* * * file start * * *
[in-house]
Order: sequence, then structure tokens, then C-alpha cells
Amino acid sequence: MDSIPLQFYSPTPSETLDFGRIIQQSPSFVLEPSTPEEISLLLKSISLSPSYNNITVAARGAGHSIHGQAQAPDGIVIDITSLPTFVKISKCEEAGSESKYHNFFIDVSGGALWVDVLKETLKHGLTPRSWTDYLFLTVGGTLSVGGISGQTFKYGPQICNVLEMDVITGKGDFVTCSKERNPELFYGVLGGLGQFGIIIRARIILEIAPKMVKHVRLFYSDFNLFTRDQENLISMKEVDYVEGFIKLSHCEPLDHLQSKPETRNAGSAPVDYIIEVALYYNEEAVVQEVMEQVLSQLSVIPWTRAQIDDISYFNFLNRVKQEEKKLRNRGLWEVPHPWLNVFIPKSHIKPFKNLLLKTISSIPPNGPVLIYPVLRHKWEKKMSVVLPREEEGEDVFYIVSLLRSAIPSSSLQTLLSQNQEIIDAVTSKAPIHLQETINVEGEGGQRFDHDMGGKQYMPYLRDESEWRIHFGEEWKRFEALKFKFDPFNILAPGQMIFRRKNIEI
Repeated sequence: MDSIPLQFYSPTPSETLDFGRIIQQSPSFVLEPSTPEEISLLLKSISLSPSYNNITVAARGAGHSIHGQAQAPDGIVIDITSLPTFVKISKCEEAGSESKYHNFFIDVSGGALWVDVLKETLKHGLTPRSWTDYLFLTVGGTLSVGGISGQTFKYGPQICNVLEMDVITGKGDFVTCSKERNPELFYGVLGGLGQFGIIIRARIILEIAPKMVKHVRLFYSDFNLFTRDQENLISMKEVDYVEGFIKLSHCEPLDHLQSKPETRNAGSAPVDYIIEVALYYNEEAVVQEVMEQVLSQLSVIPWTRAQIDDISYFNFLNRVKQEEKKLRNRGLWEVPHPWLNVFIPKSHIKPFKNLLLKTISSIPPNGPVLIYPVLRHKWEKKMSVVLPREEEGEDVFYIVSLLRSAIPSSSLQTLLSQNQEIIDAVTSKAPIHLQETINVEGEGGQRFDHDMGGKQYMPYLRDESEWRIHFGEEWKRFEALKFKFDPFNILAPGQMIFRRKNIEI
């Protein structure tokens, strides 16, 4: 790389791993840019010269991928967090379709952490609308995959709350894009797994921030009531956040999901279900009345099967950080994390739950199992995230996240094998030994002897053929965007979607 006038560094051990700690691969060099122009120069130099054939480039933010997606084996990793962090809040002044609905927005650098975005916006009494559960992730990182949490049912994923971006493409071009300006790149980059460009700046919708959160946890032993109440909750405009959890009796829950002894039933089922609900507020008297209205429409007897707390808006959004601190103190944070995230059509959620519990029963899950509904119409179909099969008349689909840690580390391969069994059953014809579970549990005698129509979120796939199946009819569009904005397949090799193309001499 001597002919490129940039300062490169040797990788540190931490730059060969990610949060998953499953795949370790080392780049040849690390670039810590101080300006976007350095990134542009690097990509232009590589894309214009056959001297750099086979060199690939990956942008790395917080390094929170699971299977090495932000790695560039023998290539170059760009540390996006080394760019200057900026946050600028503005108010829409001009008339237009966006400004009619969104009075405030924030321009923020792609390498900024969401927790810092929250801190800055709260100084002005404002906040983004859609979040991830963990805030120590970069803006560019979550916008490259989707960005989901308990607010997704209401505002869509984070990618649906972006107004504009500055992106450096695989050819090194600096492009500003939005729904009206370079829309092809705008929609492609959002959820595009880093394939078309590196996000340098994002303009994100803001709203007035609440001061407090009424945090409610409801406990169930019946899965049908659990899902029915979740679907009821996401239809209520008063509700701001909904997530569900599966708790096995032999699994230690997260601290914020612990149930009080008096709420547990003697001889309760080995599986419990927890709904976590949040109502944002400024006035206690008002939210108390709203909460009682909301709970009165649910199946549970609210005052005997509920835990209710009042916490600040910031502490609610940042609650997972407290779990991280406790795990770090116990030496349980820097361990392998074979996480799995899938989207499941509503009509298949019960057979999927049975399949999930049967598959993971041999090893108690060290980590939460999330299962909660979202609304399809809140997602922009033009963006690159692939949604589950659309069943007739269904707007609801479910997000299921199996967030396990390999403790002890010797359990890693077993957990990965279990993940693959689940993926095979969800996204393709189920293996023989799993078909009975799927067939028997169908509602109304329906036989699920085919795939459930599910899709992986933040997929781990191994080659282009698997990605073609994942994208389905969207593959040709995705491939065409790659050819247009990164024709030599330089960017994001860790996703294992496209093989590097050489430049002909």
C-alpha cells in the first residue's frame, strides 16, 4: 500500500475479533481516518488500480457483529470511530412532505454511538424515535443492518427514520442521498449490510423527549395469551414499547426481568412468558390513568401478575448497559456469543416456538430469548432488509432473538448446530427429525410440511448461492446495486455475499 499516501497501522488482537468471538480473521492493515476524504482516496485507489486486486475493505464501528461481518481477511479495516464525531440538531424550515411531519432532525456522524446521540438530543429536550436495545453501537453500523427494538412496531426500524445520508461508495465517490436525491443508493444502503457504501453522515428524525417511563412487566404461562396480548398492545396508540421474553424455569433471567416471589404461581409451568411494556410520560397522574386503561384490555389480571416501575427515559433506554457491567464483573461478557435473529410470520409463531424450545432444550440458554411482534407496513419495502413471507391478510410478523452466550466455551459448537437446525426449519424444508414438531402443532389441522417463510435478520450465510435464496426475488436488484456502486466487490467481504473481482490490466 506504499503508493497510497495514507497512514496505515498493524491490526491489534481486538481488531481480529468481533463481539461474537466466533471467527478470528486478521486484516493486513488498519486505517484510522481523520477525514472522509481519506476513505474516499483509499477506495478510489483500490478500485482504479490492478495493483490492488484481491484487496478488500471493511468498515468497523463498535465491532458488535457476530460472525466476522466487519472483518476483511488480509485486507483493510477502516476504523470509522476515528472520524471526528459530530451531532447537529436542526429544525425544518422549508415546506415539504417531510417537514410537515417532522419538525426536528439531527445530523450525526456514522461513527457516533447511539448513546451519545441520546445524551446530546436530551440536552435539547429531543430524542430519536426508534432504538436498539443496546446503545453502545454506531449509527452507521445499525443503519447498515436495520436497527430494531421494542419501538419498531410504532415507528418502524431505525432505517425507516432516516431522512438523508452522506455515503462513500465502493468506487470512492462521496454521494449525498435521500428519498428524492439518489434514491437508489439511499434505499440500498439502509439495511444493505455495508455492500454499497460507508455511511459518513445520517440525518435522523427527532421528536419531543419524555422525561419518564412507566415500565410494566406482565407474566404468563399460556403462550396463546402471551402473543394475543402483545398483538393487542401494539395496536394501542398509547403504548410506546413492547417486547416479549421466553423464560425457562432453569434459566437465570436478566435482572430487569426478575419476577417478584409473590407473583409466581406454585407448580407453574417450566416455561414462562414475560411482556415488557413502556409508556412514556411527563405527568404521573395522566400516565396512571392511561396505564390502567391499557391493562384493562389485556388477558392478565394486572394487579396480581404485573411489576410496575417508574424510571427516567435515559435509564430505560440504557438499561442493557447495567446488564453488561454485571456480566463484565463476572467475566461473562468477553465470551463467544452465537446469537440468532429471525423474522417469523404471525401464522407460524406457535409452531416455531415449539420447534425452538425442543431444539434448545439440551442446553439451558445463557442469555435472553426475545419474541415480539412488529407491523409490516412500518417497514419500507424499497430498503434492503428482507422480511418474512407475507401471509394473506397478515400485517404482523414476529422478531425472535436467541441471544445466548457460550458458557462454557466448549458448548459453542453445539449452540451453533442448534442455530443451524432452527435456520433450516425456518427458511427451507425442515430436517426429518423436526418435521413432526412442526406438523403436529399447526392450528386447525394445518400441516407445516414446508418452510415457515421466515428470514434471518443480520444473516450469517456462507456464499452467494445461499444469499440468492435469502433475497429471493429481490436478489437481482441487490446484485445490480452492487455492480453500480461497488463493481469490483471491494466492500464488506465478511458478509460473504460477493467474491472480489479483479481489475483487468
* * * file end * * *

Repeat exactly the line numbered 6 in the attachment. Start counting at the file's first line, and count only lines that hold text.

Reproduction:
C-alpha cells in the first residue's frame, strides 16, 4: 500500500475479533481516518488500480457483529470511530412532505454511538424515535443492518427514520442521498449490510423527549395469551414499547426481568412468558390513568401478575448497559456469543416456538430469548432488509432473538448446530427429525410440511448461492446495486455475499 499516501497501522488482537468471538480473521492493515476524504482516496485507489486486486475493505464501528461481518481477511479495516464525531440538531424550515411531519432532525456522524446521540438530543429536550436495545453501537453500523427494538412496531426500524445520508461508495465517490436525491443508493444502503457504501453522515428524525417511563412487566404461562396480548398492545396508540421474553424455569433471567416471589404461581409451568411494556410520560397522574386503561384490555389480571416501575427515559433506554457491567464483573461478557435473529410470520409463531424450545432444550440458554411482534407496513419495502413471507391478510410478523452466550466455551459448537437446525426449519424444508414438531402443532389441522417463510435478520450465510435464496426475488436488484456502486466487490467481504473481482490490466 506504499503508493497510497495514507497512514496505515498493524491490526491489534481486538481488531481480529468481533463481539461474537466466533471467527478470528486478521486484516493486513488498519486505517484510522481523520477525514472522509481519506476513505474516499483509499477506495478510489483500490478500485482504479490492478495493483490492488484481491484487496478488500471493511468498515468497523463498535465491532458488535457476530460472525466476522466487519472483518476483511488480509485486507483493510477502516476504523470509522476515528472520524471526528459530530451531532447537529436542526429544525425544518422549508415546506415539504417531510417537514410537515417532522419538525426536528439531527445530523450525526456514522461513527457516533447511539448513546451519545441520546445524551446530546436530551440536552435539547429531543430524542430519536426508534432504538436498539443496546446503545453502545454506531449509527452507521445499525443503519447498515436495520436497527430494531421494542419501538419498531410504532415507528418502524431505525432505517425507516432516516431522512438523508452522506455515503462513500465502493468506487470512492462521496454521494449525498435521500428519498428524492439518489434514491437508489439511499434505499440500498439502509439495511444493505455495508455492500454499497460507508455511511459518513445520517440525518435522523427527532421528536419531543419524555422525561419518564412507566415500565410494566406482565407474566404468563399460556403462550396463546402471551402473543394475543402483545398483538393487542401494539395496536394501542398509547403504548410506546413492547417486547416479549421466553423464560425457562432453569434459566437465570436478566435482572430487569426478575419476577417478584409473590407473583409466581406454585407448580407453574417450566416455561414462562414475560411482556415488557413502556409508556412514556411527563405527568404521573395522566400516565396512571392511561396505564390502567391499557391493562384493562389485556388477558392478565394486572394487579396480581404485573411489576410496575417508574424510571427516567435515559435509564430505560440504557438499561442493557447495567446488564453488561454485571456480566463484565463476572467475566461473562468477553465470551463467544452465537446469537440468532429471525423474522417469523404471525401464522407460524406457535409452531416455531415449539420447534425452538425442543431444539434448545439440551442446553439451558445463557442469555435472553426475545419474541415480539412488529407491523409490516412500518417497514419500507424499497430498503434492503428482507422480511418474512407475507401471509394473506397478515400485517404482523414476529422478531425472535436467541441471544445466548457460550458458557462454557466448549458448548459453542453445539449452540451453533442448534442455530443451524432452527435456520433450516425456518427458511427451507425442515430436517426429518423436526418435521413432526412442526406438523403436529399447526392450528386447525394445518400441516407445516414446508418452510415457515421466515428470514434471518443480520444473516450469517456462507456464499452467494445461499444469499440468492435469502433475497429471493429481490436478489437481482441487490446484485445490480452492487455492480453500480461497488463493481469490483471491494466492500464488506465478511458478509460473504460477493467474491472480489479483479481489475483487468